2. But not only with the evil matter of their propositions; but we have reason to be offended with the strange manner of their answerings. I shall not need to instance in that kind of argument which is but too frequent among those who prevail more by their authority than their reason, of proving propositions by similitudes and analogies. I remember that Gregory Sayrm says, that all precepts of the moral law are to be reduced to the decalogue; because as all natural things are reduced to ten predicaments, so it is expedient that all kinds of virtue and vice be reduced to the ten commandments. And Bessæus infers seven sacraments from the number of the planets, and the seven ears of full corn in Egypt, and seven waterpots changed into wine (though they were but six), because as the wine filled six waterpots, so the sacrament of the eucharist fills the other six, and itself makes the seventh; and that therefore peradventure the sacraments are called vessels of grace. But this I look upon as a want of better arguments in a weak cause, managed by careless and confident persons; and note it only as a fault, that the guides of consciences should speak many things, when they can prove but few.
3. That which I suppose to be of greatest consideration is, that the casuists of the Roman church take these things for resolution and answer to questions of conscience, which are spoken by an authority that is not sufficient; and they. k Concil. Trid. sess. 14. cap. 4. 1 Dian. Compend. de Poenit. Sacram. n. 8 ni Clavis Regia, lib. 4. c. 2. n. 5.
admit of canons, and the epistles of popes, for authentic warranties, which are suspicious, whether ever they were written by them to whose authority only they do pretend ;and they quote sayings of the old doctors, which are contradicted by others of equal learning and reputation, and all cited in their own canon law; and have not any sufficient means to ascertain themselves what is binding in very many cases argued in their canons, and decretal epistles, and bulls of popes. Nay, they must needs be at a loss in their conduct of consciences, especially in all inquiries and articles of faith, when they choose such foundations, which themselves know to be weak and tottering; and yet lay the greatest load upon such foundations, and tie the conscience with the hardest ligature, where it is certain they can give no security, For it is not agreed in the church of Rome, neither can they tell upon whose authority they may finally rely; they cannot tell who is the visible head of the church: for they are not sure the pope is; because a council may be superior to him, and whether it be or no, it is not resolved: and therefore either they must change their principle, and rely only upon scriptures and right reason and universal testimonies, or give no answer to the conscience in very many cases of the greatest concernment; for by all other measures their questions are indeterminable. But the authority of man they make to be their foundation: and yet if their allegations were allowed to be good argument, it would serve them but to very few purposes, since the doctors, whose affirmative is the decision of the case, are so infinitely divided.
4. This to me, and to very many wise men, looks like a very great objection: but I find that they who are most concerned in it, account it none; for the Roman casuists profess it; and yet do not suppose that the consequent of this should be, that the case is difficult, and the men not to be relied upon, and the conscience to be otherwise informed, and that we ought to walk the more warily, but therefore the conscience is at liberty, and the question in order to practice hath no difficulty; hard in the case, but easy in the action: for by this means they entertain all interests, and comply with all persuasions, and send none away unsatisfied. For uncertain answers make with them no uncertain resolution; for they teach us, that in such cases we may follow either part: and therefore they studiously keep up this acade mical or rather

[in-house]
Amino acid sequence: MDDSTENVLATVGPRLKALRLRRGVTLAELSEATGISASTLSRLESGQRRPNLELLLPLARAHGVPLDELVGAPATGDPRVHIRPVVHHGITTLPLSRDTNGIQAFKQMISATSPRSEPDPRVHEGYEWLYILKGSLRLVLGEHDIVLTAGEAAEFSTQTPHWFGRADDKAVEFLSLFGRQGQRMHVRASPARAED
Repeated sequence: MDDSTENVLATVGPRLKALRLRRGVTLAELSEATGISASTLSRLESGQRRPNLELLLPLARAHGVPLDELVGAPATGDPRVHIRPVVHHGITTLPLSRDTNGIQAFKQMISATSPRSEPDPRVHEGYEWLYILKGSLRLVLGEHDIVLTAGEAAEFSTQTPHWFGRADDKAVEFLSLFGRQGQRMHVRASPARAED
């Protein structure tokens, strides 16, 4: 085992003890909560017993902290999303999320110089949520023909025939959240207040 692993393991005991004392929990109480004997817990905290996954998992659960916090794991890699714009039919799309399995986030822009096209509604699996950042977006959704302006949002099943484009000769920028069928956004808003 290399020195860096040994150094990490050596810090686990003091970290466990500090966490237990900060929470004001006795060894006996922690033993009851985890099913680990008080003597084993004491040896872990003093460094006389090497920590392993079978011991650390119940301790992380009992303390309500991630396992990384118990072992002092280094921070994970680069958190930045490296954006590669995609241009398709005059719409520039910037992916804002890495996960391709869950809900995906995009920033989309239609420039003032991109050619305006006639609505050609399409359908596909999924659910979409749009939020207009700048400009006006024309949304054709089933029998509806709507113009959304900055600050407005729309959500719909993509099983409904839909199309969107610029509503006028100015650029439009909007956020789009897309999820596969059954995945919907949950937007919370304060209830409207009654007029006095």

sceptic theology, "alii aiunt, alii negant; utrumque pro, babile"." And upon this account, although with greatest severity they bind on men's persuasions the doctrines of meats and carnal ordinances, yet they have left them loose enough when it comes to the conscience, so loose that the precept is become ridiculous: for what can it be otherwise, when they teach, that "the fast is not broken by drinking of water or wine, nay, though we eat something that our drink may not hurt us; nor the usual collation at night if it be taken in the morning; nor if the butler or the cook lick his fingers: nor if we eat eggs or milk-meats, so it be not in the holy time of Lent; nor if after dinner awhile you eat something at the entreaty of a friend; nor if you upon a reasonable cause eat before your time: in all these cases you eat and fast at the same time." All these things are derivatives from the contrary opinions of some easy, gentle doctors; and the effect of this stratagem is seen in things of greater consequence. For “ we are free from our vow, or from a commandment, if it be a probable opinion of the doctors that we are free ;" and it is probable, if it be the opinion of one grave doctor: that is, in effect, plainly, if it be probable in the doctrine, it is certain in practice; and it is probable, if any one of their doctors says it.
5. And the mischief of this is further yet discernible, if we consider that they determine their greatest and most mysterious cases oftentimes by no other argument but the saying of some few of their writers. I shall give but one instance of it; but it shall be something remarkable. The question was, 'Whether the Pope can dispense in the law of God?' The inquiry is not concerning a dish of whey, but of a considerable affair; upon which the right or the wrong of many thousand consciences amongst them do depend. It answered “ that one opinion of the Catholics says, that the pope can dispense in all things of the law of God, excepting the articles of faith."-The proof is this, so Panormitan speaks, ‘in cap. Proposuit, de Concess. Præbend. n. 20.' citing Innocentius ' in cap. cum ad Monasterium, de Statu Monachorum,' where he says, that without cause the Pope cannot dispense in things of divine right; intimating that without cause he may. And the same is the opinion of Felinus in cap. Quæ in Ec
n Sa Aphor. verb. Jejun. n. 11.
P Idem verb. Dubium.
• Ibid. n. 8.
4 Suarez, lib. 10. de Leg. cap. 6. n. 3.